Oh and don’t worry, you don’t have to have any knowledge of the person’s native language, students will tend to be coming to you with a reasonable level of English to begin with – with your role being more about tone, pronunciation and cultural understanding.
- Become a ‘VA’
Virtual assistants – or ‘VAs’ occupy a really important role in the internet business world.
The term virtual assistant is a little vague – and, in line with that, the role could encompass any number of tasks, from data entry, social media management, email monitoring, diary organisation – and much, much more!
There are many different levels of VA available – and often people in developing countries charge a very low hourly rate. You’ll probably want to charge more – but you’re likely to have native English speaking and the UK time zone firmly in your favour.
Again, sites like Upwork and People Per Hour are a great place to start with this – although that said, if there’s a particular industry you’re familiar or confident within, checking out some relevant groups on Facebook or LinkedIn, as well as industry specific forums could be a good first step!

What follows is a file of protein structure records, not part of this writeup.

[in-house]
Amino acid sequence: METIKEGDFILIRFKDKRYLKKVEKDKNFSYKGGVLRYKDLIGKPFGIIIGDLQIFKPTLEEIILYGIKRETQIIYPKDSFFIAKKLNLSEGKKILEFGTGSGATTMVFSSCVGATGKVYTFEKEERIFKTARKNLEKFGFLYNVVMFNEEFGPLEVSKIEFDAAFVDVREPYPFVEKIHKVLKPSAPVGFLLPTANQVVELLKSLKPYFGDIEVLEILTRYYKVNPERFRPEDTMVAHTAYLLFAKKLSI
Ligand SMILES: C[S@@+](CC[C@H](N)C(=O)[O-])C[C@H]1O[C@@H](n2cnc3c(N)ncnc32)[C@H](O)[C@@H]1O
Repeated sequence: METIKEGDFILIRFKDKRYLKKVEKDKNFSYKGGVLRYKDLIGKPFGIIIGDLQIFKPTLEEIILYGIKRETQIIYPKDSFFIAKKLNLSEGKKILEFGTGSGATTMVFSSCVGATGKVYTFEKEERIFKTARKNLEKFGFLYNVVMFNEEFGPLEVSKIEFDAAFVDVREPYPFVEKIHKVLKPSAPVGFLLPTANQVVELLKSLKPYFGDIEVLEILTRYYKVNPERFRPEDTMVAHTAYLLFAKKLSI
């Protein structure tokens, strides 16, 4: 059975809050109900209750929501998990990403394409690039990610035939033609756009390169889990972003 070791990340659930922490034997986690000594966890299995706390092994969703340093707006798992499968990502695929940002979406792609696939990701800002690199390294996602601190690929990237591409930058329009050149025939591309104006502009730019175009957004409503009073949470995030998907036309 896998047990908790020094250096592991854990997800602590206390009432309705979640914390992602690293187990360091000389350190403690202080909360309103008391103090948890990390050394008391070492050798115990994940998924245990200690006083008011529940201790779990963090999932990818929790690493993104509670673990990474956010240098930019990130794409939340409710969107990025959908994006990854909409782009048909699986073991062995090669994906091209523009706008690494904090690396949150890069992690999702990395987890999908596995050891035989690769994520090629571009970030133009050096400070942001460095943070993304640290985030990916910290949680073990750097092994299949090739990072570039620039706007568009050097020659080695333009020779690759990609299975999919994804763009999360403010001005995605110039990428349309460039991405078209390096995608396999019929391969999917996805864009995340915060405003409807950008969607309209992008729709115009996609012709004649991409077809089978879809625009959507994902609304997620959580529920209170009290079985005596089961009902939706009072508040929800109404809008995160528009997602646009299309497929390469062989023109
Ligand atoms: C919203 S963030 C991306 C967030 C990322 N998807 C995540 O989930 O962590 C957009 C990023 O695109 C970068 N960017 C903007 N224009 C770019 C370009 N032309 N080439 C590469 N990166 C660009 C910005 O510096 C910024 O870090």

- Talk about work from home opportunities
This is a bit of a curve-ball for people who are thinking about becoming self-employed through their little one’s younger years – but you shouldn’t discount talking to your current employer about adapting your role to suit working from home.
Of course, it depends on your industry and role – but where possible it makes a lot of sense for the company in question. Studies show that employees who work from home report higher levels of job satisfaction and greater productivity – leading to greater staff retention.
If it’s something you know would be new to your company – why not suggest working for a while on an agreed trial basis? You would have to be honest about how it’s working for you – but with more and more companies looking to offer positions that are based at home, it’s definitely worth a try if you’re a fan of your role.